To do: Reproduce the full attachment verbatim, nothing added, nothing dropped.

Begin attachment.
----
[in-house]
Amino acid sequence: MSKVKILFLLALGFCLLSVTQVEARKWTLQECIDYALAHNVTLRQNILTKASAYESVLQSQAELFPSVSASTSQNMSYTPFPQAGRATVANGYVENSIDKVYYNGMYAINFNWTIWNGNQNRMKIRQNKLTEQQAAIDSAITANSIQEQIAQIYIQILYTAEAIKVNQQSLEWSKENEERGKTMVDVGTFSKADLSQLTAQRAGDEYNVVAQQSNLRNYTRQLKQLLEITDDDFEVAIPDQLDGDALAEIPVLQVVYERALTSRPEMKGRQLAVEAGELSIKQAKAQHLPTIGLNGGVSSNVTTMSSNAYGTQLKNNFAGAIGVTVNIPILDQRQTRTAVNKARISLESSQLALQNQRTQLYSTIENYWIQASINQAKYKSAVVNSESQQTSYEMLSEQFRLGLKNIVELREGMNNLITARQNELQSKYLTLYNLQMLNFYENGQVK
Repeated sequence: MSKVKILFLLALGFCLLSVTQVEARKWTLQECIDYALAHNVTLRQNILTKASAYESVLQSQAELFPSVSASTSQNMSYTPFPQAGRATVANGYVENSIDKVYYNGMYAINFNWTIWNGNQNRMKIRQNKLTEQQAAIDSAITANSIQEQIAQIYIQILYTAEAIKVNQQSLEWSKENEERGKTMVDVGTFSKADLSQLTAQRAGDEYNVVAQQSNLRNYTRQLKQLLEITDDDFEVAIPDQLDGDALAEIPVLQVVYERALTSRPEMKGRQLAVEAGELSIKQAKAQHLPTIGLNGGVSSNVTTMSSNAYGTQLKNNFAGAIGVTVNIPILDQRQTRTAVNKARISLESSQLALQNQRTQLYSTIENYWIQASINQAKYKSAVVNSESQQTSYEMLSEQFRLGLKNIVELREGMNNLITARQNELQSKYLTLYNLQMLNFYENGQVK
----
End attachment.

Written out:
[in-house]
Amino acid sequence: MSKVKILFLLALGFCLLSVTQVEARKWTLQECIDYALAHNVTLRQNILTKASAYESVLQSQAELFPSVSASTSQNMSYTPFPQAGRATVANGYVENSIDKVYYNGMYAINFNWTIWNGNQNRMKIRQNKLTEQQAAIDSAITANSIQEQIAQIYIQILYTAEAIKVNQQSLEWSKENEERGKTMVDVGTFSKADLSQLTAQRAGDEYNVVAQQSNLRNYTRQLKQLLEITDDDFEVAIPDQLDGDALAEIPVLQVVYERALTSRPEMKGRQLAVEAGELSIKQAKAQHLPTIGLNGGVSSNVTTMSSNAYGTQLKNNFAGAIGVTVNIPILDQRQTRTAVNKARISLESSQLALQNQRTQLYSTIENYWIQASINQAKYKSAVVNSESQQTSYEMLSEQFRLGLKNIVELREGMNNLITARQNELQSKYLTLYNLQMLNFYENGQVK
Repeated sequence: MSKVKILFLLALGFCLLSVTQVEARKWTLQECIDYALAHNVTLRQNILTKASAYESVLQSQAELFPSVSASTSQNMSYTPFPQAGRATVANGYVENSIDKVYYNGMYAINFNWTIWNGNQNRMKIRQNKLTEQQAAIDSAITANSIQEQIAQIYIQILYTAEAIKVNQQSLEWSKENEERGKTMVDVGTFSKADLSQLTAQRAGDEYNVVAQQSNLRNYTRQLKQLLEITDDDFEVAIPDQLDGDALAEIPVLQVVYERALTSRPEMKGRQLAVEAGELSIKQAKAQHLPTIGLNGGVSSNVTTMSSNAYGTQLKNNFAGAIGVTVNIPILDQRQTRTAVNKARISLESSQLALQNQRTQLYSTIENYWIQASINQAKYKSAVVNSESQQTSYEMLSEQFRLGLKNIVELREGMNNLITARQNELQSKYLTLYNLQMLNFYENGQVK